In this post, we explore rituals of success. Next week, we explore how success is NOT about you – Spoiler Alert – it is about others :)
Through coaching, I find that some people link success to personal (inner) achievements; others associate it with the acquisition of physical (external) goods. However, both have a tendency to approach daily routines in a similar fashion. Below are some key similarities. Perhaps, you can incorporate a few into your daily practice.
1. Time for peace = Life can be hectic. Way too often it feels like we are reacting to something happening to us. Make time (even if it’s 2 minutes) to create inner peace for yourself. Doing this over-time will add up and help your mental health in the long run.
2. Exercise = Do your best to incorporate physical activity. Keep it simple, a walk around your apartment, maybe taking the kids around the block, or your pet for a walk.
3. Eating habits = Our brain and body respond to what we put into it. Would you buy a million-dollar car and not take care of it? Probably not. Treat your mind and body like a valuable machine – you are one of a kind, edition 1/1.
4. Self-learning = The things you know today, may quickly become outdated a week from now. Take charge of your future by creating it today. Take active ownership of your development. Time passes by too quickly, take advantage of each day to improve yourself through self-learning.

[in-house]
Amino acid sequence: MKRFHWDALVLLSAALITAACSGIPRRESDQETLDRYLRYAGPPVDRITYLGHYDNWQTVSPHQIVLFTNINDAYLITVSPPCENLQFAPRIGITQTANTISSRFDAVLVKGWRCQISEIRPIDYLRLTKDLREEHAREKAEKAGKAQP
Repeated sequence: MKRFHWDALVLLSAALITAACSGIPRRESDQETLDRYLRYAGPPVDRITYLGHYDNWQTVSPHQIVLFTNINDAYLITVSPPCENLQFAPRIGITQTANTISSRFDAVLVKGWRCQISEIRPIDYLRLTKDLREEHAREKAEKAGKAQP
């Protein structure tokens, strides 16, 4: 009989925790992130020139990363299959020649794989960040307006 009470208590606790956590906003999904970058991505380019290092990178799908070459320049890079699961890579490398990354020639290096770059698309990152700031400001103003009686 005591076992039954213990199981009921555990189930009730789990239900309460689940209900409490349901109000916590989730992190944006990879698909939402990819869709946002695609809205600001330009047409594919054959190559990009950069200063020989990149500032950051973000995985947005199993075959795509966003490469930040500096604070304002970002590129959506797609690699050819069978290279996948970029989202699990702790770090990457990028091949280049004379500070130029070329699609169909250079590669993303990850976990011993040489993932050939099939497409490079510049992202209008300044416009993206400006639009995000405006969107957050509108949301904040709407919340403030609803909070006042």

5. Music = Find your power-song, your inspirational-tune, the song that inspires you to think differently. Here’s a trick client of mine uses when she’s working on her social media campaigns. She says – “I select 2 of my favorite songs. I play them while posting or responding to my social media. I stop when the music is over. This helps me stay focused on my task and not get sucked into a blackhole.”
6. Self-talk is help talk = You are your best coach. Condition your mind to pay attention to the things that are productive. See it this way – you are the author of your thoughts, you are also the narrator of your thoughts, and you are the audience of your thoughts. Practice coaching yourself, much the same way you would coach a stranger. Keep it neutral and objective.
7. Think fast, act slow = Daily life comes at you really fast, which means that you have to train yourself to process information at an equal pace (if not faster). However, it doesn’t mean that you need to jump into immediate action. Train yourself to act with intent, purpose, and meaning (aka act slow).
8. Keep it simple = Think of ALL the things you have to get done. Ugh, it feels daunting, doesn’t it? I’ve learned through coaching people that the key to high cognitive performance is to focus on one thing at a time. The next time you are giving a work presentation, just focus on your message moment-to-moment. Let go of other things that have to get done.
9. Feed your values = Living a life of purpose comes down to feeding your values. The problem most people have is that they are not clear on what those values are, so they are not sure how to feed them. High performers spend time finding them, so they can feed them. Find yours.
10. Small victories lead to large victories = I like to say progress is progress even if it is a tiny step forward, it is still forward. All those victories will add up. Keep going!